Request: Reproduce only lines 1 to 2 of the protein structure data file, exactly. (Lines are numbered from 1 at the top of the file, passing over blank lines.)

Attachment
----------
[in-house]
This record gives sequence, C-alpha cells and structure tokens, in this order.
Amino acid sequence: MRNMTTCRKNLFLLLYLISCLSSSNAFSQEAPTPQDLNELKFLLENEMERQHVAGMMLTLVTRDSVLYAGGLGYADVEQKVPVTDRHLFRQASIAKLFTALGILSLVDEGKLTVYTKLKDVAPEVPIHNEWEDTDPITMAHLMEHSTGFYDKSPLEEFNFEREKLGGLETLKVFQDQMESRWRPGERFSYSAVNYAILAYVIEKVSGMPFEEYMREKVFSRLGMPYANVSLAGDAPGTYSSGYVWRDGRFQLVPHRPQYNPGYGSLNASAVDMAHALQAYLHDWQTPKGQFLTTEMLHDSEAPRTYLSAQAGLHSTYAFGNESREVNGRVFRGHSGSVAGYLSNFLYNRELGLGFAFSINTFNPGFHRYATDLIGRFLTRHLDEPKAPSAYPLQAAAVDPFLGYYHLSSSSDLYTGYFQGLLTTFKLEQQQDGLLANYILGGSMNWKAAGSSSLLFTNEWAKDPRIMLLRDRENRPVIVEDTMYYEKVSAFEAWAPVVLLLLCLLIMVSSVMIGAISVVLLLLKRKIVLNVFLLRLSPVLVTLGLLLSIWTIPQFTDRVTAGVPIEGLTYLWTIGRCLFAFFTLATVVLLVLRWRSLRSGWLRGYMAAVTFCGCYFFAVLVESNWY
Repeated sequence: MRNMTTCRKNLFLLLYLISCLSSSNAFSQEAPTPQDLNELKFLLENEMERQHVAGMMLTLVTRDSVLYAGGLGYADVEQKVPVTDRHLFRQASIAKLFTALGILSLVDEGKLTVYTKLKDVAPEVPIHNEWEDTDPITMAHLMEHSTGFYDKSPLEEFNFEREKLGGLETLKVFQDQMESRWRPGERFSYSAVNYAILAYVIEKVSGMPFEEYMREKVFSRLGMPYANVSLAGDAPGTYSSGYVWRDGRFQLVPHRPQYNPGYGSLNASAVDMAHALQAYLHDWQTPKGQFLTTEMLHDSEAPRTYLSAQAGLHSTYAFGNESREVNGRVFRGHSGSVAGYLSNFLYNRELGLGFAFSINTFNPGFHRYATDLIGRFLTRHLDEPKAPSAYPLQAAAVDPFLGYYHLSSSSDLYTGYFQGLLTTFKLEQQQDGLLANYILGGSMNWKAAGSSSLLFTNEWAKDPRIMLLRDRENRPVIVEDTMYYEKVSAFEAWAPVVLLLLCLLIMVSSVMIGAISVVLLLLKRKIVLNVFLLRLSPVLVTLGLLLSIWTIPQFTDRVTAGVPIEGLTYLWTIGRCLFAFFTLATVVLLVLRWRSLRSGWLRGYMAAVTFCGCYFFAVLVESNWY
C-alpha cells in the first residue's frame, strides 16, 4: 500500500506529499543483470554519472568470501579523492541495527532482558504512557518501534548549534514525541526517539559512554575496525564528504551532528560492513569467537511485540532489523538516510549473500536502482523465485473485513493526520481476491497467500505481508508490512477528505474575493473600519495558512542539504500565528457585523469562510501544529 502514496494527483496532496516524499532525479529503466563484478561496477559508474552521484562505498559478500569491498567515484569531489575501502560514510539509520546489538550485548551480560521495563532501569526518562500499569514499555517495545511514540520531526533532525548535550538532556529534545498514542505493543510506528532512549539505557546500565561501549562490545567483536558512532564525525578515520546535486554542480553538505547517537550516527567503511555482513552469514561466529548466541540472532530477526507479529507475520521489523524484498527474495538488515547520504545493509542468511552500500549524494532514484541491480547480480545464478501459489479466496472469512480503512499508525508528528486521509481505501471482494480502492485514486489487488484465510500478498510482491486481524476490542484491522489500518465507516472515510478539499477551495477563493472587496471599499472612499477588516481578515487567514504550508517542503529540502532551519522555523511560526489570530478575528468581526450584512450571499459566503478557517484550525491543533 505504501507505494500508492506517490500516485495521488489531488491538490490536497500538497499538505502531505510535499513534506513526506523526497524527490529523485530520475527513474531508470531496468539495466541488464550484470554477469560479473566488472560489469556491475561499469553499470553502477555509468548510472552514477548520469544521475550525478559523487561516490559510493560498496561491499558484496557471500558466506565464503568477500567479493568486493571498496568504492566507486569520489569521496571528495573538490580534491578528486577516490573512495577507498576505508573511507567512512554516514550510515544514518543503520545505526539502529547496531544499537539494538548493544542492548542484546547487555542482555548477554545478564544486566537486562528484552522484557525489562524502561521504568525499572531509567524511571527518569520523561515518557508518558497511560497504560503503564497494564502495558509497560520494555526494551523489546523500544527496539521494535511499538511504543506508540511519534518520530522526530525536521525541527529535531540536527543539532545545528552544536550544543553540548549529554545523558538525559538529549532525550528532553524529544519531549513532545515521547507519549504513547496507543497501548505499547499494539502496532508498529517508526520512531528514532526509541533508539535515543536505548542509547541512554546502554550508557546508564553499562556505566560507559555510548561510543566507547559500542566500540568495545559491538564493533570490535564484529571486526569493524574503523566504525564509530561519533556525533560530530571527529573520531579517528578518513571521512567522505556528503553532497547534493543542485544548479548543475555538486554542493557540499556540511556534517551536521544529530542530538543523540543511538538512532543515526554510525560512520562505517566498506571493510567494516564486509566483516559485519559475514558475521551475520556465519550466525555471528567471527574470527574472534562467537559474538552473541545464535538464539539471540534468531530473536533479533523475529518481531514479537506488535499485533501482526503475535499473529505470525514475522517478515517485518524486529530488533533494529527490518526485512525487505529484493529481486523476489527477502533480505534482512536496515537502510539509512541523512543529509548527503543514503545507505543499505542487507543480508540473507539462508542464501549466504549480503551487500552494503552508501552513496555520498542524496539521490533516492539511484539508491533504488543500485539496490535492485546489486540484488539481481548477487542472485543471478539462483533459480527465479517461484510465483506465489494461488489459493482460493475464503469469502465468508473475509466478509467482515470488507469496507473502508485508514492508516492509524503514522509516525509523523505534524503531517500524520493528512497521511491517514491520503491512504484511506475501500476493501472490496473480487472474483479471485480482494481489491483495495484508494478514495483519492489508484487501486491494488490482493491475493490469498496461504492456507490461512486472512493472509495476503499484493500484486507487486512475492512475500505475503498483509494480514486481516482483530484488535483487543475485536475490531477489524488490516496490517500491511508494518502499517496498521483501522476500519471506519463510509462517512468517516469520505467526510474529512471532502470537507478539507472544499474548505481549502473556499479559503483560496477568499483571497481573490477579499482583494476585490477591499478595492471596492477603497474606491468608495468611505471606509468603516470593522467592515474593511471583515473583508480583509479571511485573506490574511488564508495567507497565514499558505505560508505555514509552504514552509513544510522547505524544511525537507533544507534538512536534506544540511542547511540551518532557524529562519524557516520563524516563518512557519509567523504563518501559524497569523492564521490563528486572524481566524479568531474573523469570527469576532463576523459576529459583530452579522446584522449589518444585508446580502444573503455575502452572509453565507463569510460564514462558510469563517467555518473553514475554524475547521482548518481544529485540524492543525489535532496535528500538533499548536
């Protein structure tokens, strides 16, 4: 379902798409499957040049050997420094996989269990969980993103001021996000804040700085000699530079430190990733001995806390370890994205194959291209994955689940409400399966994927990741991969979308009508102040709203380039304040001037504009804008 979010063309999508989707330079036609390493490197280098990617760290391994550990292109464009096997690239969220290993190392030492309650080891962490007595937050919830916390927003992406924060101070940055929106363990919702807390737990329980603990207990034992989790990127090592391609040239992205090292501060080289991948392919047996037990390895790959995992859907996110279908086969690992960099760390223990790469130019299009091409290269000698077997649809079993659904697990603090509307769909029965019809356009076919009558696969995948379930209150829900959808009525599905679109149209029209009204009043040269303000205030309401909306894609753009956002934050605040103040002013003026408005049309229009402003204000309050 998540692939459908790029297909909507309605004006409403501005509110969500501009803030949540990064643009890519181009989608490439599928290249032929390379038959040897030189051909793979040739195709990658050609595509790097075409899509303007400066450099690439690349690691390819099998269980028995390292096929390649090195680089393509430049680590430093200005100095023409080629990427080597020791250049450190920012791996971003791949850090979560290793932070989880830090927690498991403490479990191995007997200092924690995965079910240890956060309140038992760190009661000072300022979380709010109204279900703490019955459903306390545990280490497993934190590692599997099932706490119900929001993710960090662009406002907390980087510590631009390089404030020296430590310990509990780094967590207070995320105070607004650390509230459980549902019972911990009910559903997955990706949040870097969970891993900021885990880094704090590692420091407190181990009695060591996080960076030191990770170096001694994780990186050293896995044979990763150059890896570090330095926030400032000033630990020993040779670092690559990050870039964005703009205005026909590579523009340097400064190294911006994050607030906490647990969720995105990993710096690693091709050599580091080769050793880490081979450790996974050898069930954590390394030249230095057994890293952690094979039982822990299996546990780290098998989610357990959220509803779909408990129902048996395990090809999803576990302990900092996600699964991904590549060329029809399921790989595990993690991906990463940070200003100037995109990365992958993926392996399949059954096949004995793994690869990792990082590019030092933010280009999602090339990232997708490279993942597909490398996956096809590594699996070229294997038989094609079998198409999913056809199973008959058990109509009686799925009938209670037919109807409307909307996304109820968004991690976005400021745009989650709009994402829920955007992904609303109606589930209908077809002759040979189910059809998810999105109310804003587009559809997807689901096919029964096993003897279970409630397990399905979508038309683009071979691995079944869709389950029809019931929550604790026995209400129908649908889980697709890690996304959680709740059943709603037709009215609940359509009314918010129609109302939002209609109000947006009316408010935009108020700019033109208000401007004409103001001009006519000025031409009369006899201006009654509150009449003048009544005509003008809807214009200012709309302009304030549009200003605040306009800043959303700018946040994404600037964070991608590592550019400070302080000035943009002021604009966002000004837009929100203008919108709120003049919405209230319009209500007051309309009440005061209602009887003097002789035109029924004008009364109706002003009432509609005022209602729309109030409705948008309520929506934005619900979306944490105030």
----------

[in-house]
This record gives sequence, C-alpha cells and structure tokens, in this order.